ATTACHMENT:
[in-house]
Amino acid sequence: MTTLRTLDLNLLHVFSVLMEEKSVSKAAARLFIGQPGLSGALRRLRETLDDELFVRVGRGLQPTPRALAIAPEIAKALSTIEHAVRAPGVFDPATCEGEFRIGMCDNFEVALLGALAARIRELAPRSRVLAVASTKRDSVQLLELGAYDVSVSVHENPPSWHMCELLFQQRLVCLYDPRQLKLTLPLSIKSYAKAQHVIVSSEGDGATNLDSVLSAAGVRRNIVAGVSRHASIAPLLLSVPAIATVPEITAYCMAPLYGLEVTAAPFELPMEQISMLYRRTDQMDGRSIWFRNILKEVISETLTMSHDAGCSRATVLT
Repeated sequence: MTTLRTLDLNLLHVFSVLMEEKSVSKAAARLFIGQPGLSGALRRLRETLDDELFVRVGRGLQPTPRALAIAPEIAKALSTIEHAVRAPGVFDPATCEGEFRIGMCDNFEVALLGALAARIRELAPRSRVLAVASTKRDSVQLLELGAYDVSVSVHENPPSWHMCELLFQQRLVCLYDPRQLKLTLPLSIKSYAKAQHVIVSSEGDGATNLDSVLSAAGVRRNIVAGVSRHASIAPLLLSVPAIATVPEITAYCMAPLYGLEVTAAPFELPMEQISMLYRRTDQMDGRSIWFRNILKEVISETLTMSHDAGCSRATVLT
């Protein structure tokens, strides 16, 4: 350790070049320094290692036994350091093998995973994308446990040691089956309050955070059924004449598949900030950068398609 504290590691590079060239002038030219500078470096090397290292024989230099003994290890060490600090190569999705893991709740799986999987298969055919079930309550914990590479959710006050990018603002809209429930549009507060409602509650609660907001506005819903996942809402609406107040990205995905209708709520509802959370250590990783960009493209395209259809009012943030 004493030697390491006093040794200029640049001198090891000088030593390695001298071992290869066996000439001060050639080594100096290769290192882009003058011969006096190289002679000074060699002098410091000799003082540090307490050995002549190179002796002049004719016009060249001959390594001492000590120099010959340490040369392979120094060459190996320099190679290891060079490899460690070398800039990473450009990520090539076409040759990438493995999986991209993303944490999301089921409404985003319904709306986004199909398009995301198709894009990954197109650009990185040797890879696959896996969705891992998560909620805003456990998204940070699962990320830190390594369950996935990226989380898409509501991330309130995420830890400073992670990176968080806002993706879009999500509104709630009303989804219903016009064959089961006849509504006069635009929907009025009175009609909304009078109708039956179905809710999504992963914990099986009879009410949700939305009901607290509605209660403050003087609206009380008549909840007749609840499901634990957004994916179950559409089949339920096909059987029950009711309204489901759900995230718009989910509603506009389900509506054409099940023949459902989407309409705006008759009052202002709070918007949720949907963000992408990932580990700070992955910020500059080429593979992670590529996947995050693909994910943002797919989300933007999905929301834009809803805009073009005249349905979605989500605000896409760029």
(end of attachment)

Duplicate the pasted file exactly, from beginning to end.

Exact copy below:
[in-house]
Amino acid sequence: MTTLRTLDLNLLHVFSVLMEEKSVSKAAARLFIGQPGLSGALRRLRETLDDELFVRVGRGLQPTPRALAIAPEIAKALSTIEHAVRAPGVFDPATCEGEFRIGMCDNFEVALLGALAARIRELAPRSRVLAVASTKRDSVQLLELGAYDVSVSVHENPPSWHMCELLFQQRLVCLYDPRQLKLTLPLSIKSYAKAQHVIVSSEGDGATNLDSVLSAAGVRRNIVAGVSRHASIAPLLLSVPAIATVPEITAYCMAPLYGLEVTAAPFELPMEQISMLYRRTDQMDGRSIWFRNILKEVISETLTMSHDAGCSRATVLT
Repeated sequence: MTTLRTLDLNLLHVFSVLMEEKSVSKAAARLFIGQPGLSGALRRLRETLDDELFVRVGRGLQPTPRALAIAPEIAKALSTIEHAVRAPGVFDPATCEGEFRIGMCDNFEVALLGALAARIRELAPRSRVLAVASTKRDSVQLLELGAYDVSVSVHENPPSWHMCELLFQQRLVCLYDPRQLKLTLPLSIKSYAKAQHVIVSSEGDGATNLDSVLSAAGVRRNIVAGVSRHASIAPLLLSVPAIATVPEITAYCMAPLYGLEVTAAPFELPMEQISMLYRRTDQMDGRSIWFRNILKEVISETLTMSHDAGCSRATVLT
């Protein structure tokens, strides 16, 4: 350790070049320094290692036994350091093998995973994308446990040691089956309050955070059924004449598949900030950068398609 504290590691590079060239002038030219500078470096090397290292024989230099003994290890060490600090190569999705893991709740799986999987298969055919079930309550914990590479959710006050990018603002809209429930549009507060409602509650609660907001506005819903996942809402609406107040990205995905209708709520509802959370250590990783960009493209395209259809009012943030 004493030697390491006093040794200029640049001198090891000088030593390695001298071992290869066996000439001060050639080594100096290769290192882009003058011969006096190289002679000074060699002098410091000799003082540090307490050995002549190179002796002049004719016009060249001959390594001492000590120099010959340490040369392979120094060459190996320099190679290891060079490899460690070398800039990473450009990520090539076409040759990438493995999986991209993303944490999301089921409404985003319904709306986004199909398009995301198709894009990954197109650009990185040797890879696959896996969705891992998560909620805003456990998204940070699962990320830190390594369950996935990226989380898409509501991330309130995420830890400073992670990176968080806002993706879009999500509104709630009303989804219903016009064959089961006849509504006069635009929907009025009175009609909304009078109708039956179905809710999504992963914990099986009879009410949700939305009901607290509605209660403050003087609206009380008549909840007749609840499901634990957004994916179950559409089949339920096909059987029950009711309204489901759900995230718009989910509603506009389900509506054409099940023949459902989407309409705006008759009052202002709070918007949720949907963000992408990932580990700070992955910020500059080429593979992670590529996947995050693909994910943002797919989300933007999905929301834009809803805009073009005249349905979605989500605000896409760029």